Misleading Usage of the Term Insurance

When a rep use the term “insurance” to be part of a variable annuity, he refers to the fact that you are guaranteed to receive at least the amount you invested from the contract if you die prematurely. This is not a life insurance per se. You only have the “assurance” you will get your money back if you pass away and your mutual funds are currently showing negative returns.


Final Thoughts on Variable Annuities


Personally, I’m not a big fan of variable annuities mainly because they cost too much to structure and they are not flexible. The marketing around those investment solutions are quite phenomenal, but the end result is deceiving. Ask your adviser to show you the difference in term of fees and investment return with a similar portfolio that is not included in a variable annuity contract. You will see him skating for a while…


Guess who truly likes variable annuities? Your adviser making a healthy 3-4% commission by selling them! Imagine if you are about to invest $300,000; this means at least $9,000 in your rep’s pocket. This is enough to push the sale a little, don’t’ you think? When a product is pushed down through your throat, maybe you should simply turn around and walk away…


Who Sell Annuities

Indexed Annuity

You are looking for a guaranteed stream of income but you are not willing on quitting the stock market returns yet? Indexed annuities may be part of the answer for you. By definition, an indexed annuity investment return is linked to a market index. The most common index is the S&P 500.


indexed annuities

How Indexed Annuities Are Structured


As opposed to fixed annuities, indexed annuities investment return is not known at the purchase time. Your initial investment is secured and you will not lose money through such contracts. There is also a minimum investment return included in indexed annuities. How can you be 100% sure to make money with an indexed annuity if the rate of return is linked to a market index? The answer to this question lies in the contract structure.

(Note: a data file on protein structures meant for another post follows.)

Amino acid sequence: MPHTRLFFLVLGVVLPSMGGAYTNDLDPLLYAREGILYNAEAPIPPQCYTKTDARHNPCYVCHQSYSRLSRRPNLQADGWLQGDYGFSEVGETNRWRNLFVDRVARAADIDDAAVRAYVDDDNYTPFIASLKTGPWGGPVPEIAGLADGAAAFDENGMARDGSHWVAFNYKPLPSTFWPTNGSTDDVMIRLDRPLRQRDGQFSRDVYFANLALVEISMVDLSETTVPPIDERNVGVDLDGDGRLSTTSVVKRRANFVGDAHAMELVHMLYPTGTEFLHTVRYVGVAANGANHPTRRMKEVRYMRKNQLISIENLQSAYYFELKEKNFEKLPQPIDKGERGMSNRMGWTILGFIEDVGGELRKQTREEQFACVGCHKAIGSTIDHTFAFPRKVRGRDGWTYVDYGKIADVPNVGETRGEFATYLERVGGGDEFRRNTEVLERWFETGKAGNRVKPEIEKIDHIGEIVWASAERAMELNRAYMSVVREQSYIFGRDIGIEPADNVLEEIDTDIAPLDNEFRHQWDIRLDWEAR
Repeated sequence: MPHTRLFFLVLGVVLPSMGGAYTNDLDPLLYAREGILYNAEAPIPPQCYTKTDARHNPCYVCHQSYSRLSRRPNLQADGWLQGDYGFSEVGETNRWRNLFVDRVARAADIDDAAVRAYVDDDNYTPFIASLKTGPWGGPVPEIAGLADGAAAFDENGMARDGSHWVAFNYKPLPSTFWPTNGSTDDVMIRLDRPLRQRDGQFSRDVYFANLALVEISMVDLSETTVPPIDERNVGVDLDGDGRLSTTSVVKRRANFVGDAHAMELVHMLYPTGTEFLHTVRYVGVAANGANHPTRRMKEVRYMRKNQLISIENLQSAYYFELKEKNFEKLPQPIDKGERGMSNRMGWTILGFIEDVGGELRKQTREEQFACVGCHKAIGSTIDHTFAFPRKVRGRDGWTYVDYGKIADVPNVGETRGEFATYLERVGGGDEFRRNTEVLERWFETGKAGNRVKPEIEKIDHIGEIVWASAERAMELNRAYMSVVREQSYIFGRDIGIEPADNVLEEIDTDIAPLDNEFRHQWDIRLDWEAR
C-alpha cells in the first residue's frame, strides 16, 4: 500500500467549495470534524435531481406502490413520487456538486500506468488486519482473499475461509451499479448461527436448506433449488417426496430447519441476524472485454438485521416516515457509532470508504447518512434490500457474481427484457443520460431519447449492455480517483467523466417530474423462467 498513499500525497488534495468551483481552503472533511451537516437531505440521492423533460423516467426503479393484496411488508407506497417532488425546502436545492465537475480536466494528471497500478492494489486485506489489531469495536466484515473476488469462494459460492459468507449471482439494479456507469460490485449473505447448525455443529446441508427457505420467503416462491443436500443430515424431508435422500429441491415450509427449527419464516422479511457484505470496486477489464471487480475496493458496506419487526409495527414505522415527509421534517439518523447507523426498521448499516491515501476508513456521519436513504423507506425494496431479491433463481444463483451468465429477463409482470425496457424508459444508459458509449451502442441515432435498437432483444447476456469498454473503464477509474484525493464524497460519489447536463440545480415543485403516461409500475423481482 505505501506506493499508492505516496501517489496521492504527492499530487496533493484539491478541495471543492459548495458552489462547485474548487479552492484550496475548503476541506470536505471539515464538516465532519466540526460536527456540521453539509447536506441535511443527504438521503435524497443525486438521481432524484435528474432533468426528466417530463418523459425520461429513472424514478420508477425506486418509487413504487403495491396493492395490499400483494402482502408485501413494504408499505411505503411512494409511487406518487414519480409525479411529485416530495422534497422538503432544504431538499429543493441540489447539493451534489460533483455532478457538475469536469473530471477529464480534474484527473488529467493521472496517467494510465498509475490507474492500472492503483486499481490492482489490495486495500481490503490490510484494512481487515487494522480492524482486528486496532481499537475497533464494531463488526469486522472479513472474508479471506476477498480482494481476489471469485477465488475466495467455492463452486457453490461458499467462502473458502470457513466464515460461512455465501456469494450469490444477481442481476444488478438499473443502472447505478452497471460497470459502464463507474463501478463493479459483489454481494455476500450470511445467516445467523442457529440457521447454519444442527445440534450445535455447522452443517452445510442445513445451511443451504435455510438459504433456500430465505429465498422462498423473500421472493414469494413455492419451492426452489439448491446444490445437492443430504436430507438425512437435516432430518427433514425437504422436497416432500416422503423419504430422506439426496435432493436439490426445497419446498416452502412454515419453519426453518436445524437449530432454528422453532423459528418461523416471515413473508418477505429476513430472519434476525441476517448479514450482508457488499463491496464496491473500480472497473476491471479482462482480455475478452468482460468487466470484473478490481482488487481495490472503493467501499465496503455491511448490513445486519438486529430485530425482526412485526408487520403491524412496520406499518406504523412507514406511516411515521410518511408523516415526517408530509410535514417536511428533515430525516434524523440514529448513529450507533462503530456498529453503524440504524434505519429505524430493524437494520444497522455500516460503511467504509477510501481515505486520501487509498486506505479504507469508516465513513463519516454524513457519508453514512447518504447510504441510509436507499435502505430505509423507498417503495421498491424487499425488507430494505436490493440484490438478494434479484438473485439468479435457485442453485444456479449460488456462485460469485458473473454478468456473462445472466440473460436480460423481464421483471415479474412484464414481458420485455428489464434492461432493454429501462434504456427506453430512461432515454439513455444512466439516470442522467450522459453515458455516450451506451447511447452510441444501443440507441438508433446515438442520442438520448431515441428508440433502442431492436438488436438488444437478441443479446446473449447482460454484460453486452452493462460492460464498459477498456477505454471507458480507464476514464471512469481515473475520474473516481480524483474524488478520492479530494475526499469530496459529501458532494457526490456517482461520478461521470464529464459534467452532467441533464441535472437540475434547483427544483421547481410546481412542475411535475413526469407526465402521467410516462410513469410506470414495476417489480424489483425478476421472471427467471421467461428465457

In order to provide a variable return linked to the S&P 500 for example, the indexed annuity contract  is separated in two parts:


indexed annuities structure


The fixed annuity inside the contract provides a guaranteed income stream as any regular contract. This is how the Life Insurance Company is able to provide you with a minimum investment return. The second part of the contract is invested in call options to buy the selected index (the S&P 500 for example). A Call option is a contract enabling the owner to purchase an index at a specific price.


If the index goes up, your annuity payments will be increased by the profit realized with the call option. If the index goes down, the call option contract will expire and no gains or losses will incur. Please note that the money used to purchase the call option is loss.

Main Advantages


Downside Protection

As explained previously, if the index goes down, you will not lose money on your investment. The fixed annuity included in your contract is your safety net against such events. An investor who bought a variable annuity at the beginning of 2008 still received payments after the crash and didn’t lose any money. On the other side, another investor who would have preferred to keep his money invested in the stock market and derive an income from it would have lost a fair chunk of his nest egg.


Better returns than CD’s

Since the stock market is reputed to outperform certificates of deposit and bonds, indexed annuities also offer better returns. Given the current interest rate market, your chances of outperforming safer investments such as CD’s with an indexed annuity are great.


Possibility of following / beating the inflation